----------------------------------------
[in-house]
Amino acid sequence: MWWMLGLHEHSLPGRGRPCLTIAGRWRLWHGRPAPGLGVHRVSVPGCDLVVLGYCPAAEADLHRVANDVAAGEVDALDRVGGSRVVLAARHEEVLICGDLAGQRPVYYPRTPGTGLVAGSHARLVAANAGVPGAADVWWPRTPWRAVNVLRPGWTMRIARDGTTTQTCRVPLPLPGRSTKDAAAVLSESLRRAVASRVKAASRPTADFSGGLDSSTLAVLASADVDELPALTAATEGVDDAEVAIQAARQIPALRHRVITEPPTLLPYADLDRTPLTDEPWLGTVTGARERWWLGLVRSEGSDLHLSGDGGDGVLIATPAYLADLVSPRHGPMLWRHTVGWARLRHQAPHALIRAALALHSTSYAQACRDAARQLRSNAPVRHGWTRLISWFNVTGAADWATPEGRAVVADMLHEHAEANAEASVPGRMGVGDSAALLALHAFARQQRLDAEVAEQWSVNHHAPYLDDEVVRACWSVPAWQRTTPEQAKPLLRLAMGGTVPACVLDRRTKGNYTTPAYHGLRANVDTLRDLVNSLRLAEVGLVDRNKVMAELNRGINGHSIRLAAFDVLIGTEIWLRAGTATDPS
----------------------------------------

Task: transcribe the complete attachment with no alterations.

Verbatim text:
[in-house]
Amino acid sequence: MWWMLGLHEHSLPGRGRPCLTIAGRWRLWHGRPAPGLGVHRVSVPGCDLVVLGYCPAAEADLHRVANDVAAGEVDALDRVGGSRVVLAARHEEVLICGDLAGQRPVYYPRTPGTGLVAGSHARLVAANAGVPGAADVWWPRTPWRAVNVLRPGWTMRIARDGTTTQTCRVPLPLPGRSTKDAAAVLSESLRRAVASRVKAASRPTADFSGGLDSSTLAVLASADVDELPALTAATEGVDDAEVAIQAARQIPALRHRVITEPPTLLPYADLDRTPLTDEPWLGTVTGARERWWLGLVRSEGSDLHLSGDGGDGVLIATPAYLADLVSPRHGPMLWRHTVGWARLRHQAPHALIRAALALHSTSYAQACRDAARQLRSNAPVRHGWTRLISWFNVTGAADWATPEGRAVVADMLHEHAEANAEASVPGRMGVGDSAALLALHAFARQQRLDAEVAEQWSVNHHAPYLDDEVVRACWSVPAWQRTTPEQAKPLLRLAMGGTVPACVLDRRTKGNYTTPAYHGLRANVDTLRDLVNSLRLAEVGLVDRNKVMAELNRGINGHSIRLAAFDVLIGTEIWLRAGTATDPS